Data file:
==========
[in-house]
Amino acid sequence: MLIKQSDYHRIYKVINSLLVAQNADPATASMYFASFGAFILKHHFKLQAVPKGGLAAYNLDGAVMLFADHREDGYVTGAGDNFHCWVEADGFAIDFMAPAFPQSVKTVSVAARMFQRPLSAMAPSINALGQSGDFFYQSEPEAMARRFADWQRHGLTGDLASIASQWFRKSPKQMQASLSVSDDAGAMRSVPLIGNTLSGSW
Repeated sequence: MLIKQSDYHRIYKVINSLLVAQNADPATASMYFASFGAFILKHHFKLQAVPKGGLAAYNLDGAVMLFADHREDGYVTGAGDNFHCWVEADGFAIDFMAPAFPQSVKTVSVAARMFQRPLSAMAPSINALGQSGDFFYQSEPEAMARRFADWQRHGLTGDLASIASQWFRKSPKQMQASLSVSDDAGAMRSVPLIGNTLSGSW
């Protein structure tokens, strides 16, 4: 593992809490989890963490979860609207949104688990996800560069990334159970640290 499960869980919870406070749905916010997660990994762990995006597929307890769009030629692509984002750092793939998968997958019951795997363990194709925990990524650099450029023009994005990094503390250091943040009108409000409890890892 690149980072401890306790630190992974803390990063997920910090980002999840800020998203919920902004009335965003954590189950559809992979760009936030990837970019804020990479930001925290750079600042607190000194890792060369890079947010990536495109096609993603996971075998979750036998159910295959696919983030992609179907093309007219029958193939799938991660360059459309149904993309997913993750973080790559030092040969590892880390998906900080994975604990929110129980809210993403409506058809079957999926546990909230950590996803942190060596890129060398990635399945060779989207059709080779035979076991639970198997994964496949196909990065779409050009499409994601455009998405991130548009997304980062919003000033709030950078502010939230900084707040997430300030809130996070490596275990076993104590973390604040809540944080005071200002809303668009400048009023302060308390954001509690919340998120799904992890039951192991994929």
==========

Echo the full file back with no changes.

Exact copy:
[in-house]
Amino acid sequence: MLIKQSDYHRIYKVINSLLVAQNADPATASMYFASFGAFILKHHFKLQAVPKGGLAAYNLDGAVMLFADHREDGYVTGAGDNFHCWVEADGFAIDFMAPAFPQSVKTVSVAARMFQRPLSAMAPSINALGQSGDFFYQSEPEAMARRFADWQRHGLTGDLASIASQWFRKSPKQMQASLSVSDDAGAMRSVPLIGNTLSGSW
Repeated sequence: MLIKQSDYHRIYKVINSLLVAQNADPATASMYFASFGAFILKHHFKLQAVPKGGLAAYNLDGAVMLFADHREDGYVTGAGDNFHCWVEADGFAIDFMAPAFPQSVKTVSVAARMFQRPLSAMAPSINALGQSGDFFYQSEPEAMARRFADWQRHGLTGDLASIASQWFRKSPKQMQASLSVSDDAGAMRSVPLIGNTLSGSW
């Protein structure tokens, strides 16, 4: 593992809490989890963490979860609207949104688990996800560069990334159970640290 499960869980919870406070749905916010997660990994762990995006597929307890769009030629692509984002750092793939998968997958019951795997363990194709925990990524650099450029023009994005990094503390250091943040009108409000409890890892 690149980072401890306790630190992974803390990063997920910090980002999840800020998203919920902004009335965003954590189950559809992979760009936030990837970019804020990479930001925290750079600042607190000194890792060369890079947010990536495109096609993603996971075998979750036998159910295959696919983030992609179907093309007219029958193939799938991660360059459309149904993309997913993750973080790559030092040969590892880390998906900080994975604990929110129980809210993403409506058809079957999926546990909230950590996803942190060596890129060398990635399945060779989207059709080779035979076991639970198997994964496949196909990065779409050009499409994601455009998405991130548009997304980062919003000033709030950078502010939230900084707040997430300030809130996070490596275990076993104590973390604040809540944080005071200002809303668009400048009023302060308390954001509690919340998120799904992890039951192991994929």